“Even though I wanted to go back, there was no way. I didn’t have money nor anyone who could help me out.” (Ji Do Ri)
            “I ended up staying there because I didn’t know what to do.” (Hong Kang Rim, Lee, Ji)

            There were some cases in which the “comfort women” attempted to return yet was halted by the political situation.

            “I tried to come home but was accused as a spy amid the confrontation between the Communist Party and the Nationalist Party.” (Jung Hak Soo)
            “I tried to return after the liberation but they told me at Chongjin that I couldn’t go further than 38th parallel. So I came back here again and lived here ever after.” (Cho Yoon Ok)

II.a.2 Those Who Chose to Stay
            Some “comfort women” lost the will to come back because they perceived themselves as polluted. They were pessimistic that their family would welcome them if they find out what had happened. At times, the “comfort women” had no family left at all. Korean men would obviously not marry to these women who had been dishonored by countless men. Especially when some local offered help, they chose not to take an adventure of going back to where they were uncertain of the future.

            “We ‘comfort women’ rejoiced when we heard the news of Japan’s loss. However, I thought my body was not supposed to touch my homeland again.” (Noh Soo Bok)
            “My parents and my brother all had passed away. (...) I had no money nor parents, why would I come home ?” (Im Geum Ah)
            “I was like an old orphan thrown away on street. At such situation, I couldn’t contact my home and my rippied-off self-respect and sense of humiliation took away my courage to come back.” (Jung Soo Jae)
            “I told them I was not going back to Joseon. I thought there was no use going back with this body.” (Ha Goon Ja)
            “I had no money left in hand, so I had no choice but to lean on somebody.” (Jang Choon Wall)
            “I wanted to go back to my motherland but the people scared me saying ‘if you go out now the they would traffic you again.’ I hesitated to leave. (...) Eventually I decided to just stay there because the world was so scary and fearsome.” (Jung Hak Soo)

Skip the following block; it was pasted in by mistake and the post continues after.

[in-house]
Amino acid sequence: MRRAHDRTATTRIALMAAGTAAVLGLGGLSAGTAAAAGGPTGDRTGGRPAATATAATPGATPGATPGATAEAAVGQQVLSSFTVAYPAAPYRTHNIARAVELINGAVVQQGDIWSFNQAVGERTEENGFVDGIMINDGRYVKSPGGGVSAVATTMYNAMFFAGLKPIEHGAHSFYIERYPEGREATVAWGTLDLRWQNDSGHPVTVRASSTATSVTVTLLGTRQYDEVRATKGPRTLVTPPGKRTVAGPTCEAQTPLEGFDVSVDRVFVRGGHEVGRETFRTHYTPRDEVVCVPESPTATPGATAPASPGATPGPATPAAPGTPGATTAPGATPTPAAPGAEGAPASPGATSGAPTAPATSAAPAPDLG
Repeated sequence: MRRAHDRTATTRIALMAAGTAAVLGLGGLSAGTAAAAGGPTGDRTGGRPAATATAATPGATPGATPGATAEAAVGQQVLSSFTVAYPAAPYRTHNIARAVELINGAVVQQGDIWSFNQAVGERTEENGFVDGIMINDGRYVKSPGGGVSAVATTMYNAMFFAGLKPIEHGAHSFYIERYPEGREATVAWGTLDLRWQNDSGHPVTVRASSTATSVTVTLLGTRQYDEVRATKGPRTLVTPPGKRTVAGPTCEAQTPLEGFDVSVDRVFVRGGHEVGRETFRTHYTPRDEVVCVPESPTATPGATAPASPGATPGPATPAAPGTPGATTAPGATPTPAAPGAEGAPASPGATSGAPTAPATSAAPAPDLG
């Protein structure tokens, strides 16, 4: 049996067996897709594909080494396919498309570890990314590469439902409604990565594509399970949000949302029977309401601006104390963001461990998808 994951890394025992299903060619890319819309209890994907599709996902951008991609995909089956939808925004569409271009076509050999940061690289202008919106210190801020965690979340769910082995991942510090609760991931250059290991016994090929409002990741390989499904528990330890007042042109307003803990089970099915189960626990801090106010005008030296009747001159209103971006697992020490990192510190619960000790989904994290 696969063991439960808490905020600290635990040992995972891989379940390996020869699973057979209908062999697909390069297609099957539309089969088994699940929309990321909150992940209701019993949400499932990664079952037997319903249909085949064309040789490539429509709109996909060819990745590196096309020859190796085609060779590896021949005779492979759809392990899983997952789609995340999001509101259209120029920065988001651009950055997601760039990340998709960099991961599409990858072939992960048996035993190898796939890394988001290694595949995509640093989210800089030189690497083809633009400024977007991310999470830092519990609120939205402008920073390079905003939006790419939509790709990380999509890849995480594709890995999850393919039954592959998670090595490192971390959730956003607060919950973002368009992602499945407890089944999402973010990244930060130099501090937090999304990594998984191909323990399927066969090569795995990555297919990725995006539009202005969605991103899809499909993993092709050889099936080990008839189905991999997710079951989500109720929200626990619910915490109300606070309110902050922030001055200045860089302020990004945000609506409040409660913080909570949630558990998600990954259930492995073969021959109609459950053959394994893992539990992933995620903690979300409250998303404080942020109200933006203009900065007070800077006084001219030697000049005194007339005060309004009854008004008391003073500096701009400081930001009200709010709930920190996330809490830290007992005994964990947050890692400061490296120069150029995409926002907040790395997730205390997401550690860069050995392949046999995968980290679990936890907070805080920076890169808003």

“I had no place to go and it was hard to make a living so I stayed in a brothel ran by a Chinese for a month or so.” (Hong Ae Jin)

            It must be noted that the “comfort women” felt extremely humiliated about themselves. Despite the fact that they were smuggled and raped contrary to their will, they blamed themselves and even referred themselves as whores. It is because the sexual slavery system took the format of the Japanese state-regulated prostitution in which the “comfort women” received coupons for their act. Thus, rather than solely blaming the Japanese soldiers and victimizing themselves, they perceived themselves to be filthy. Consequently, many of the victims, who were deeply imbued with Confucian ideology, suffered from confusion of self-identity, eventually leading them to commit suicide or give up returning home.

Notes
1 See Appendix for detailed calculation
2 Kang. p. 141
3 Koh. p. 224.
4 Ibid. p. 226.



Working Table of Contents . . Go to Teacher's Comment

I. Introduction
II. After the Surrender
II.1 Those who Returned
II.2 Those who Remained
III. Testimonies
II.1 Kim Hak Soon (1981)
III.2 Other Testimonies
III.3 Japanese
IV. Social Reaction
IV.1 Non-Governmental Organizations
IV.1.1 The Korean Council for the Women Drafted for Military Sexual Slavery by Japan
IV.1.2 House of Sharing
IV.2 Governmental Support
IV.2.1 Ministry of Gender Equality
IV.3 Japan >BR> IV.3.1 Government position
IV.3.2 Asian Women’s Fund
IV.4 International Attention
IV.4.1 UN
IV.4.2 U.S.A.
IV.4..3 Europe
V. Conclusion